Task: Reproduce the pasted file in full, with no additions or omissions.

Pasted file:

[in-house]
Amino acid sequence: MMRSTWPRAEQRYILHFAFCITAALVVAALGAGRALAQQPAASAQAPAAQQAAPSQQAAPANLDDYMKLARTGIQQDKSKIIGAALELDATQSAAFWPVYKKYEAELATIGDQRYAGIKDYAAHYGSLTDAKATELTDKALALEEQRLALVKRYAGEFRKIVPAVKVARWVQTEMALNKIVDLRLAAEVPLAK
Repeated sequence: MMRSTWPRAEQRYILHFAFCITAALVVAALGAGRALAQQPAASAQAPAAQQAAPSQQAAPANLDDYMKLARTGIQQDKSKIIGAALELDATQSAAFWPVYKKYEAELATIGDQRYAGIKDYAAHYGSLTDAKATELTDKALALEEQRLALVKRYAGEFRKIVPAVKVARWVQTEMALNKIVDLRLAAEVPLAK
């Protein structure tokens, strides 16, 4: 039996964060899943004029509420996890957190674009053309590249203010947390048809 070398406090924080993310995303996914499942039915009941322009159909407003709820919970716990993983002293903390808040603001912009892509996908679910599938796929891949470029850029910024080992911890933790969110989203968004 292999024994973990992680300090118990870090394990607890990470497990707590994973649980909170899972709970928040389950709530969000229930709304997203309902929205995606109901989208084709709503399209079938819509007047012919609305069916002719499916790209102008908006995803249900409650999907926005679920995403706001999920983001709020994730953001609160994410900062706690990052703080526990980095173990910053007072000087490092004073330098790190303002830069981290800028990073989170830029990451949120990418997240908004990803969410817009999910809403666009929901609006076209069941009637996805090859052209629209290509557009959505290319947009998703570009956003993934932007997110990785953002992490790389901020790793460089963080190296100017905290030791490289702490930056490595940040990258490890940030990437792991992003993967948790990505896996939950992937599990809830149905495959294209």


[in-house]
Amino acid sequence: MMRSTWPRAEQRYILHFAFCITAALVVAALGAGRALAQQPAASAQAPAAQQAAPSQQAAPANLDDYMKLARTGIQQDKSKIIGAALELDATQSAAFWPVYKKYEAELATIGDQRYAGIKDYAAHYGSLTDAKATELTDKALALEEQRLALVKRYAGEFRKIVPAVKVARWVQTEMALNKIVDLRLAAEVPLAK
Repeated sequence: MMRSTWPRAEQRYILHFAFCITAALVVAALGAGRALAQQPAASAQAPAAQQAAPSQQAAPANLDDYMKLARTGIQQDKSKIIGAALELDATQSAAFWPVYKKYEAELATIGDQRYAGIKDYAAHYGSLTDAKATELTDKALALEEQRLALVKRYAGEFRKIVPAVKVARWVQTEMALNKIVDLRLAAEVPLAK
């Protein structure tokens, strides 16, 4: 039996964060899943004029509420996890957190674009053309590249203010947390048809 070398406090924080993310995303996914499942039915009941322009159909407003709820919970716990993983002293903390808040603001912009892509996908679910599938796929891949470029850029910024080992911890933790969110989203968004 292999024994973990992680300090118990870090394990607890990470497990707590994973649980909170899972709970928040389950709530969000229930709304997203309902929205995606109901989208084709709503399209079938819509007047012919609305069916002719499916790209102008908006995803249900409650999907926005679920995403706001999920983001709020994730953001609160994410900062706690990052703080526990980095173990910053007072000087490092004073330098790190303002830069981290800028990073989170830029990451949120990418997240908004990803969410817009999910809403666009929901609006076209069941009637996805090859052209629209290509557009959505290319947009998703570009956003993934932007997110990785953002992490790389901020790793460089963080190296100017905290030791490289702490930056490595940040990258490890940030990437792991992003993967948790990505896996939950992937599990809830149905495959294209």